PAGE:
2sls Bias Essays

In statistics, econometrics, epidemiology and related disciplines, the method of instrumental variables (IV) is used to estimate causal relationships when controlled experiments are not feasible or when a treatment is not successfully delivered to every unit in a randomized experiment.[1] Intuitively, IV is used when an explanatory variable of interest is correlated with the error term, in which case ordinary least squares gives biased results. A valid instrument induces changes in the explanatory variable but has no independent effect on the dependent variable, allowing a researcher to uncover the causal effect of the explanatory variable on the dependent variable.

Instrumental variable methods allow for consistent estimation when the explanatory variables (covariates) are correlated with the error terms in a regression model. Such correlation may occur when changes in the dependent variable change the value of at least one of the covariates ("reverse" causation), when there are omitted variables that affect both the dependent and independent variables, or when the covariates are subject to measurement error. Explanatory variables which suffer from one or more of these issues in the context of a regression are sometimes referred to as endogenous. In this situation, ordinary least squares produces biased and inconsistent estimates.[2] However, if an instrument is available, consistent estimates may still be obtained. An instrument is a variable that does not itself belong in the explanatory equation but is correlated with the endogenous explanatory variables, conditional on the value of other covariates. In linear models, there are two main requirements for using IV:

  • The instrument must be correlated with the endogenous explanatory variables, conditional on the other covariates. If this correlation is strong, then the instrument is said to have a strong first stage. A weak correlation may provide misleading inferences about parameter estimates and standard errors.[3]
  • The instrument cannot be correlated with the error term in the explanatory equation, conditional on the other covariates. In other words, the instrument cannot suffer from the same problem as the original predicting variable. If this condition is met, then the instrument is said to satisfy the exclusion restriction.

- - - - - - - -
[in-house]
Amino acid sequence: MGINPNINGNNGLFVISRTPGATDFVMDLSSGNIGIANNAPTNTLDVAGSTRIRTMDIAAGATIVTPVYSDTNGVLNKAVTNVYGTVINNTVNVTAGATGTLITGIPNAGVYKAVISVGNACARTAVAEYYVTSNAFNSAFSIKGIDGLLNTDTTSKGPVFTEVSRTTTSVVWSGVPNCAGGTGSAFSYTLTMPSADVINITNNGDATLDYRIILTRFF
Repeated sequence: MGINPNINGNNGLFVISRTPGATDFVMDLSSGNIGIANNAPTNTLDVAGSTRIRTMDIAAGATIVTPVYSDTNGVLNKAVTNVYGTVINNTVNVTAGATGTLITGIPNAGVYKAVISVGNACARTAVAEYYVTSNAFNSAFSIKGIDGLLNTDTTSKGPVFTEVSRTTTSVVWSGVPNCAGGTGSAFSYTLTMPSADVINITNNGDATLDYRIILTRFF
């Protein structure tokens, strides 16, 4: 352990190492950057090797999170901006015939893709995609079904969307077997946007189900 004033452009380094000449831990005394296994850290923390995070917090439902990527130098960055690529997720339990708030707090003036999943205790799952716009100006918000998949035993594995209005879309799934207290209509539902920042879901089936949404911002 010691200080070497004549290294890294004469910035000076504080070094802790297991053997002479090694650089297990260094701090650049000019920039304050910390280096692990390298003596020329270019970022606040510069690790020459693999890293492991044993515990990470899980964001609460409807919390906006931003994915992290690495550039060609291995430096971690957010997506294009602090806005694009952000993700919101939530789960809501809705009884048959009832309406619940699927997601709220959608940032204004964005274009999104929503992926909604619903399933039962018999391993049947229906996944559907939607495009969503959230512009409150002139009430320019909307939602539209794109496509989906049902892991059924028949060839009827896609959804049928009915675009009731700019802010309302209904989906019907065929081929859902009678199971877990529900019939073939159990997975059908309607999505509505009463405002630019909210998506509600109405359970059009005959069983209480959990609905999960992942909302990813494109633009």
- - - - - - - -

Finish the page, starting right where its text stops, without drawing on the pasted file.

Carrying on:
Introduction[edit]

The concept of instrumental variables was first derived by Philip G. Wright, possibly in co-authorship with his son Sewall Wright, in the context of simultaneous equations in his 1928 book The Tariff on Animal and Vegetable Oils.[4][5] In 1945, Olav Reiersøl applied the same approach in the context of errors-in-variables models in his dissertation, giving the method its name.[6]

While the ideas behind IV extend to a broad class of models, a very common context for IV is in linear regression. Traditionally,[7] an instrumental variable is defined as a variable Z that is correlated with the independent variable X and uncorrelated with the "error term" U in the linear equation

Note that is a matrix, usually with a column of ones and perhaps with additional columns for other covariates. Consider how an instrument solves this problem. Recall that OLS solves for such that (when we minimize the sum of squared errors, , the first-order condition is exactly .) If the true model is believed to have due to any of the reasons listed above—for example, if there is an omitted variable which affects both and separately—then this OLS procedure will not yield the causal impact of on . OLS will simply pick the parameter that makes the resulting errors appear uncorrelated with .

Consider for simplicity the single-variable case. Suppose we are considering a regression with one variable and a constant (perhaps no other covariates are necessary, or perhaps we have partialed out any other relevant covariates):

In this case, the coefficient on the regressor of interest is given by .[8] Substituting for gives

where is what the estimated coefficient vector would be if x were not correlated with u. It can be shown that would be an unbiased estimator of If in the underlying model that we believe, then OLS gives a coefficient which does not reflect the underlying causal effect of interest. IV helps to fix this problem by identifying the parameters not based on whether is uncorrelated with , but based on whether another variable (or set of variables) is (are) uncorrelated with . If theory suggests that is related to (the first stage) but uncorrelated with (the exclusion restriction), then IV may identify the causal parameter of interest where OLS fails. Because there are multiple specific ways of using and deriving IV estimators even in just the linear case (IV, 2SLS, GMM), we save further discussion for the Estimation section below.

Of course, IV techniques have been developed among a much broader class of non-linear models. General definitions of instrumental variables, using counterfactual and graphical formalism, were given by Pearl (2000; p. 248).[9] The graphical definition requires that Z satisfy the following conditions: